Wednesday there were more sightings in the three yards.  One person said Jimmy had actually gone up onto her deck for a little while.  I was glad to hear that he seemed to be staying put, but I was also really missing my pup and kept thinking about him getting hit by a car.  It was a hard night.

Thursday morning, I decided that I needed to try to make contact, so that at least Jimmy would know that I hadn’t abandoned him.  I took the day off and got to the yard with the food around 9 a.m.  I bundled up in another funky blanket and lay down on the porch.  I had only been there a few minutes when Jimmy appeared.  I ignored him and he paused when he saw me on the porch, but went on to grab some food and left.

I stayed buried in the blanket and peeked out.  He kept coming back every few minutes.  I decided to cover my head too so I wouldn’t be tempted to make eye contact.  After about ten minutes I heard a little whine and when I peeked out, Jimmy was very cautiously approaching me.  He was obviously frightened, so I didn’t do anything except lift the blanket in a little bit.  He snuck in and kept sniffling.  By the time he was all the way under the blanket, he knew it was me.

I let Jimmy lick my face for a few minutes and then made him put on the harness I had ready.  That’s pretty much the whole story.  He was a little skinny, but checked out okay when I took him to the vet.  I feel extremely lucky, knowing how many lost dogs never make it home.  You can believe I will be putting all the lessons I learned into effect and remembering all of my Big Mistakes.  Thankfully, while we were looking for Jimmy, someone sent me the article from the Lost Dogs of America website about shy and elusive dogs, or I don’t think we would have successfully recovered my dog.

So Jimmy’s owner sent this last tip to me:  We have never used this before – but whatever it takes……..About scent marking for a stray dog:  It’s standard advice to scent mark in the area where the dog has been seen, especially if you have set up a feeding station.  I’ve see suggestions to use a dirty piece of clothing or a blanket from home.  Personally, as I tend to think like a dog, I believe that urine is the best scent marker.  Just pee into a disposable cup and then transfer the urine to a little dropper or squirt bottle – the kind that eye drops or nose spray come in is perfect (then put the filled dropper bottle inside a Ziploc bag in case of leaking).  It only takes a few drops in different locations in the area where the dog has been sighted — try to renew the markings once a day.  Just make sure that the drops form into a “trail” leading back to the yard where the dog is being fed.  You may think that the dog doesn’t know what your urine smells like, but you’re wrong.  Your dog’s nose will tell him that you have been there.

Bella, Bella Where are you?

Bella at home

Bella at home

Bella’s story as told by her family:

 At 7am Thursday, I received the call we had been waiting for, “Your dog is at the end of our driveway, but headed North when I opened the garage.”  “I live on Bordeaux & I have one of your flyers. It’s her. She looks good other than being thin.” said Marie. Off we went armed with heavy treats and for once, HOPE. I knew in my heart of hearts (and my gut) she was still in the area. Marie’s house was actually the house she was last seen at on Friday night by the neighbor (and our new BFF), Bob. We were told not to be excited & shouting her name because she’s scared. Danny dropped me where she ran off to with Lilly (our other dog) and he went to scour the other neighborhood just North.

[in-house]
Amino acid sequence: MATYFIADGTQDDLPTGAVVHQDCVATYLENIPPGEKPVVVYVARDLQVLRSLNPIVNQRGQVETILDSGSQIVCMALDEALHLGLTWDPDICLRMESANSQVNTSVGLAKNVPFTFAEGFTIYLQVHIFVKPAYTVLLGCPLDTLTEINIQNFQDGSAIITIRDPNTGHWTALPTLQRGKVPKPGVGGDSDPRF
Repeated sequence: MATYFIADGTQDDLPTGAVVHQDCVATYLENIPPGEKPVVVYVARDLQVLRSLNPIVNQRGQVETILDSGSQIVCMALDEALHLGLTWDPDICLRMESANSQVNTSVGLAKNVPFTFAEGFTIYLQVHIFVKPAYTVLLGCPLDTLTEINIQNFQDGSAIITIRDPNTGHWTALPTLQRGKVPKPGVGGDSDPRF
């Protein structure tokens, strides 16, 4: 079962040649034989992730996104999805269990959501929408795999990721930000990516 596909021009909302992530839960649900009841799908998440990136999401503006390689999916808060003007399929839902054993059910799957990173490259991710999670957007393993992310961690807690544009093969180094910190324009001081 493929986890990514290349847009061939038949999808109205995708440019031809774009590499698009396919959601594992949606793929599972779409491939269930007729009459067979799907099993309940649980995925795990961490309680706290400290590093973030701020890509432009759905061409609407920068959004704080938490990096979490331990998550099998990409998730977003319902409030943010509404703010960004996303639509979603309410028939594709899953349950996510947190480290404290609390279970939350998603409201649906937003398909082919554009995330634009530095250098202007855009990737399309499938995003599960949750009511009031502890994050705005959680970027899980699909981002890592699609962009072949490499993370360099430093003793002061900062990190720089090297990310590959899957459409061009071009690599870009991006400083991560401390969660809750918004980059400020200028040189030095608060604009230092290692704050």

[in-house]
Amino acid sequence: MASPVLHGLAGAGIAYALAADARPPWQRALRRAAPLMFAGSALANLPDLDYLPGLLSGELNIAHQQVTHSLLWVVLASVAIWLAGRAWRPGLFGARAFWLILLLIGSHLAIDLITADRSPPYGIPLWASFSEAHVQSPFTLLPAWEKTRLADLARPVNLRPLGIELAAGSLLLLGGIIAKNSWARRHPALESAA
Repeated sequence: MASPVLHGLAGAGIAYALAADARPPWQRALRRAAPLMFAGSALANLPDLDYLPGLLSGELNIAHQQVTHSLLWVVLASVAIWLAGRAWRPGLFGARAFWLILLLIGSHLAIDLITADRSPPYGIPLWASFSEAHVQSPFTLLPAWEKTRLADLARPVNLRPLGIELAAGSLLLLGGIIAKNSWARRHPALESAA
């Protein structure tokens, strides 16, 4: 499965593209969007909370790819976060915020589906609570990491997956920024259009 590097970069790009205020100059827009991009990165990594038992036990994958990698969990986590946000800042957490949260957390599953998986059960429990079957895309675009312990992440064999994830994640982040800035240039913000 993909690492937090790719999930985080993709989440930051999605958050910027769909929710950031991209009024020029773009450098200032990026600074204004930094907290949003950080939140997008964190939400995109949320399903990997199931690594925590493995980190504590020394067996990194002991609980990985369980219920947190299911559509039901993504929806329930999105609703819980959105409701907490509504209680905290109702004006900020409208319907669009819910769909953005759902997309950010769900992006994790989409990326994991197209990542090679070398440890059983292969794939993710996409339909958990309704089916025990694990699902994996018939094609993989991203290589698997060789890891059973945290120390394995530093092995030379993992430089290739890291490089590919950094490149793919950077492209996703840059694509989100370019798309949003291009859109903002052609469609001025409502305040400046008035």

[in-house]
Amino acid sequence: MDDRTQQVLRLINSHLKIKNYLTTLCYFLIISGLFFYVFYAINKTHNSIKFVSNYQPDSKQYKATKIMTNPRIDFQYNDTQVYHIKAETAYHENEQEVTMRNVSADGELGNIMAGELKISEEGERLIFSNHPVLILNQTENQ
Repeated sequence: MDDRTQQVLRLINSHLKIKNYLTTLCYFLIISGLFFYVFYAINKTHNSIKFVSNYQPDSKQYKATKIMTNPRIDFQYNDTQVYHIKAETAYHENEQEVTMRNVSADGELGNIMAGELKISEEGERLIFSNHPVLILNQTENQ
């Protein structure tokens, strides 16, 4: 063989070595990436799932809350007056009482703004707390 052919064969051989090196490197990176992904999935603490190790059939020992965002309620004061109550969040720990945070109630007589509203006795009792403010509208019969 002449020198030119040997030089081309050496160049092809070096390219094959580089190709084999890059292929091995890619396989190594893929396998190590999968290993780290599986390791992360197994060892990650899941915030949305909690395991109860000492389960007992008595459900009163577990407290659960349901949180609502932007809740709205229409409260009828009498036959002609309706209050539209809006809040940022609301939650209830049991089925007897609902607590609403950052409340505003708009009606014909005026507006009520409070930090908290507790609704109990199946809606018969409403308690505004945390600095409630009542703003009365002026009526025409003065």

The plan started. We called some folks at Foster2Home & also a woman named, Vicky, who gave us advice. We could finally make the call we were waiting for to safely trap her.  We called Lake County Animal Care to rent a humane trap.  I went home to get stinky food, her bowl, a lawn chair and some other things for a stake-out. Our girl was here & I wasn’t leaving till we had her. I set up a mini safety zone for her while I waited for Danny to get the trap.  I was at the end of Bob’s property with food, blankets, my clothes (for scent) and of course, Lilly’s markings. She would cry as we walked around the area confirming Bella was close and had been there.

I sat at the neighbors house waiting….no sightings. That was finally okay though, because she WAS there….6 days later. We decide to set up the trap at Marie’s house since she, as we found out by her son, was comfortable showing herself there. He saw her Sunday night there as well. I ran home to get even stinkier food, food for me, clothes, blankets, towels, Lilly, my computer, and even toilet paper. Yes, I was staying a while and wasn’t going to miss her! I parked my car at the neighbor’s half drive facing the trap and low and behold, l locked my keys in the car with Lilly AND my phone. I ran to Bob’s house to call & have Sandy get the second keys. She said she would, but needed to finish something first. So I decided to walk the field just West across the street that had no entrance. That was interesting to get through & added to the already outdoorsy smell I had going. I walked the entire field clicking her leash, using her squeaky toy, very calmly & quietly saying her name. I also waved bacon as it was windy. She was around, I could feel her. She could hear me, I just knew.

I went back to car to get the keys (yes, thank you Sandy) and set up my stakeout. We settled in, Lilly resting in her kennel and me popping open my computer and doing work. I figured it would be dusk before she’d come out. Boy was I wrong, an hour later something catches my right eye, I turn and there’s our Bella boo walking up the drive towards the car. OMG, OMG, OMG is what I felt and then thought, stay calm, grab food, a leash and be quiet. I got out leaving the door open and didn’t see her, so I started throwing food and quietly saying her name…and then the miracle happened, she POKED me with her nose from behind. I swung around and there she stood, tail wagging, eyes red and with a look like ” I’m freaking ready to go mom.  You can leash me and I’ ll lead the way.”  I am not sure how many times I said OMG in the next 30 seconds….I was shaking. She jumped in the front under the steering wheel and curled up on the pedals and looked at me like, let’s go. All I could think was, did this really happen and was it that easy???? The answer was YES. We had our girl back and I was taking her home. Finally after 6 of the longest days of my life.